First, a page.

Tuesday, December 25, 2012

Practical Scrum - Scrum of Scrums

Scrum works best when the team size is small and co-located. In my previous blog, I talk about a co-located scrum team structure and how common IT roles maps to the Scrum team.
There will be times when the product will be too large for small scrum teams to work on. This is where you break your product functionally to smaller streams and have different coordinating teams working on it. Scrum of Scrum (SOS) is multiple scrum teams working and coordinating on the same product or towards the same goal. The word ‘same’ is key here as if the products are different you need different scrum teams altogether and no coordination is required.

You can also use SOS if the product team is at several locations and each location has fully functional Scrum teams. This makes product execution across multiple locations manageable.

Guidelines for Product work distribution among Scrum teams 

Here are the guidelines that can help you structure the work:
  • No two teams should work on same user story.
  • Strive to allot user stories by features. So, if in Iteration 1, a team was working on user stories of Feature 1, try and assign this feature to the same team in next iterations also. With multiple scrum teams you need to do some more planning. Here, you are just assigning features, the individual tasks are still up to the Scrum team to work on.
  • For ease of planning, Estimation scale has to be same for each user story. To achieve uniformity in scale, it’s recommended to have few initial user stories estimated with all teams or representatives of all teams.
  • Release planning will be done as is done in normal scrum where prioritized user stories will be divided to Iterations considering combined velocity of all Scrum teams.
  • Iteration planning will involve dividing user stories among Scrum teams in proportion of their velocity. Note that velocity will be different for each team.
  • Iteration length for each team should be same. This eases planning and coordination.
  • For dependencies, coordination is of utmost importance and Scrum of Scrum meetings is a good mechanism to share progress.

SOS Meetings for Teams Coordination 
SOS teams coordinates via a meeting in which one representative from each team participates. The meeting time is 15 to 30 min. and frequency of this meeting can be daily (if more coordination is required due to dependency) or sporadic with minimum once in a week.

In my view, Scrum of Scrums usually should be conducted during following occasions:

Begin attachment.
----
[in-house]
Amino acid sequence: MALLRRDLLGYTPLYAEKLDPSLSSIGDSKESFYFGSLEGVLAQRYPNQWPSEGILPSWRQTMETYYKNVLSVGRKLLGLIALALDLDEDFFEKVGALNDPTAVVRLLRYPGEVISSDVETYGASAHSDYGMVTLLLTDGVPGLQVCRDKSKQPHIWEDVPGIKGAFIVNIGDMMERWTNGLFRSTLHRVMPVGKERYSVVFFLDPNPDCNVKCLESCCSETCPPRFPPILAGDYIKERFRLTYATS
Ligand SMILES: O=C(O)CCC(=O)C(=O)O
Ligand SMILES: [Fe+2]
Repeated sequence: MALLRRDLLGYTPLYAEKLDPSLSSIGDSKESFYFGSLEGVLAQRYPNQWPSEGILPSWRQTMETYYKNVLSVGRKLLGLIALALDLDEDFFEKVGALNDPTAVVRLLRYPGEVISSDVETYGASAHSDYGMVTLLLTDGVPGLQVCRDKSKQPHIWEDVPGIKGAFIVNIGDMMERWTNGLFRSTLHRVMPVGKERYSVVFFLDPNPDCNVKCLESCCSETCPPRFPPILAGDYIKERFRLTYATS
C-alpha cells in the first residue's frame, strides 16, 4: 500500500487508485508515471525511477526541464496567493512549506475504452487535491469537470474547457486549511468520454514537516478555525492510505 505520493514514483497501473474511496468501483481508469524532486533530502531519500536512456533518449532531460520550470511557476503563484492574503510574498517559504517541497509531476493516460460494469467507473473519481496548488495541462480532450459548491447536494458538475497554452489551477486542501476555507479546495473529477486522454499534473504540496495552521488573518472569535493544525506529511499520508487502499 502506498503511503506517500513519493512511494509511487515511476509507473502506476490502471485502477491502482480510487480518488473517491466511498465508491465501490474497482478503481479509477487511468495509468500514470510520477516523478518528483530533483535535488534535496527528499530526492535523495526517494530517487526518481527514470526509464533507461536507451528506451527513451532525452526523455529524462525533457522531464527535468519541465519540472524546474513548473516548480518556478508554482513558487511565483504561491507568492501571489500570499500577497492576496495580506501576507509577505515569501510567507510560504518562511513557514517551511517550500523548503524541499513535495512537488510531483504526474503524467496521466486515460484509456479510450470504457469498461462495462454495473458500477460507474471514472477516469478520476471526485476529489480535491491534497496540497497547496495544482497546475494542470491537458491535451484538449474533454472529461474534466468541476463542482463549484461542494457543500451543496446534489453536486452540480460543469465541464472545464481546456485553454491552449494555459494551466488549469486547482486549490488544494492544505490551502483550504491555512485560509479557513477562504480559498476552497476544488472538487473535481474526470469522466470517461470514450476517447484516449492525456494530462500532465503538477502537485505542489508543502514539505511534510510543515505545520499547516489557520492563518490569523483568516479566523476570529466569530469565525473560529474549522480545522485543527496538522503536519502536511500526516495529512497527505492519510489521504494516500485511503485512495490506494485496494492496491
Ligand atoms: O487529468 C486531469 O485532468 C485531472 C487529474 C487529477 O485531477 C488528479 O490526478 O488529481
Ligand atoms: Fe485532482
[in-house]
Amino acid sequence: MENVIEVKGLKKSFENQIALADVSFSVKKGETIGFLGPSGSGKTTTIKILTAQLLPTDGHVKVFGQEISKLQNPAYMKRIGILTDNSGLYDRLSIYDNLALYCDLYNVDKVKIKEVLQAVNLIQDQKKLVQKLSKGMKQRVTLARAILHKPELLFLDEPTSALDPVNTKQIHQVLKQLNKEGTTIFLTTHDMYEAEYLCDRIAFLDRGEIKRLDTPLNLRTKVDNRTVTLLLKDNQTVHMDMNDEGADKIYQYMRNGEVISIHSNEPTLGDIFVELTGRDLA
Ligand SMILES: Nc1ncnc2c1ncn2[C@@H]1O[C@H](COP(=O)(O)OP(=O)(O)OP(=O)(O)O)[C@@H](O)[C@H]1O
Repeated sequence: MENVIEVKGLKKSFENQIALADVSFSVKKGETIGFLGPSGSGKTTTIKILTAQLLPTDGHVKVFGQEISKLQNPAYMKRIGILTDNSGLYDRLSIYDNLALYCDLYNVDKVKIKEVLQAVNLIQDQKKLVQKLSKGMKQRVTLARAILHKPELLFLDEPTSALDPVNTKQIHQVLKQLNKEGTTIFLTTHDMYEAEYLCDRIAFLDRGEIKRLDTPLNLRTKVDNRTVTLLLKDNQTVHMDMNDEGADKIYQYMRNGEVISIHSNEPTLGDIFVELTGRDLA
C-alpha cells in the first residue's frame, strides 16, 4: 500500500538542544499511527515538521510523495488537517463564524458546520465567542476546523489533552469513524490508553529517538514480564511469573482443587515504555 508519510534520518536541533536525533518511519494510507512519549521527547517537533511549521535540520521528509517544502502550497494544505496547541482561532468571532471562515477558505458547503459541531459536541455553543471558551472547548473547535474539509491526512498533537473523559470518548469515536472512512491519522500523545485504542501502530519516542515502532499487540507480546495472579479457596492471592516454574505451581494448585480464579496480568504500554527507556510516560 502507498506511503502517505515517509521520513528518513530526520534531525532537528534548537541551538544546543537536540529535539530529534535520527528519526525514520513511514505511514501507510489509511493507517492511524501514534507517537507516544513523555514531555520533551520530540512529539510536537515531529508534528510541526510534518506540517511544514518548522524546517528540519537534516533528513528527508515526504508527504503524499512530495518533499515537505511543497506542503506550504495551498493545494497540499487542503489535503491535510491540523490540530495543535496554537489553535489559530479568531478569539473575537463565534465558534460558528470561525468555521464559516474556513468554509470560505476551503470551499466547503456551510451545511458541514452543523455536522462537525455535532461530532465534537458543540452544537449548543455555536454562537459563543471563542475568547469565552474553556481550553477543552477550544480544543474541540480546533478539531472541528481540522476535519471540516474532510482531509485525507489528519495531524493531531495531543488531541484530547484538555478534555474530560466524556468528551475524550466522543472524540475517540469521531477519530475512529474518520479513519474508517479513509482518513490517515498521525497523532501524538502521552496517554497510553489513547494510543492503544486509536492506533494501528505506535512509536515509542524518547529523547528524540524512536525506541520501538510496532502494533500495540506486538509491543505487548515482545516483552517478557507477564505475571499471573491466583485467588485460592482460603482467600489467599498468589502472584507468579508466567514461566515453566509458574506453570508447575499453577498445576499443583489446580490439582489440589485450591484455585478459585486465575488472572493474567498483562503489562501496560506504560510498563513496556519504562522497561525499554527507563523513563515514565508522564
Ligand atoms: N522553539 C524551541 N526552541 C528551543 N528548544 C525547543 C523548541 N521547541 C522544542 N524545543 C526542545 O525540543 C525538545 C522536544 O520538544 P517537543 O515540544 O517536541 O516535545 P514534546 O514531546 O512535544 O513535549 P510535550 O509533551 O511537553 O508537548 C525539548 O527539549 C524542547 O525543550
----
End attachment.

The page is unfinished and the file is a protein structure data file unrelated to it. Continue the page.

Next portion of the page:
• Just after daily stand-up meetings to update other SOS participants about the progress made between last meeting and now and what is planned to achieve before next meeting. Any dependencies among teams is also discussed. Any impediments are brought forward, but resolution is discussed outside this meeting.
  • Just after Release Planning meeting: With an aim to identify any dependencies on user stories that will be accomplished by coordinating scrum teams.
  • Just after the Sprint Planning meeting: To make all teams aware of their Sprint goals and understand deliverables and dependencies.

The Team Structure 
In a previous blog I mentioned the team structure of a co-located scrum team. On top of the description of roles mentioned in that blog, here are some additional points to consider:

Product Owner Role: The scrum of scrums should share the same Product Owner(s) or the Product Owner of each team should coordinate to represent one face to all the teams. They maintain the same Product backlog so that you always deliver the top most priority feature in a coordinated way.
Scrum master Role: Each team has their own Scrum master. The scrum master participates in all regular meetings and also participate in the SOS coordination meeting. However, it’s not required that only Scrum master participates in SOS meetings, it can be anyone from the team.
Developer and Tester Roles: These roles are not shared among the teams. Each team has their own dedicated Developers and Testers.
Specialized Roles (UI Designer / DB Specialist / Technical Writer / Business Analyst etc.): You might consider sharing them. Dedicated resources are always the best as resource sharing causes thrashing and context switching is a costly affair.

A Lean Alternative - Product Coordination Team (PCT)

Lean methodology suggests an alternate to SOS team. The PCT team has representatives from each team just as in SOS. Lean says that SOS tends to be biased towards their own teams and do not think of larger picture of Product Coordination. PCT picks the work from Product Backlog and in an unbiased way places it in each teams Sprint backlog and coordinate the delivery. It’s essentially SOS team without affinity to their own teams. PCT by its name brings a different perspective. A SOS team should work on this perspective for the greater good of product development.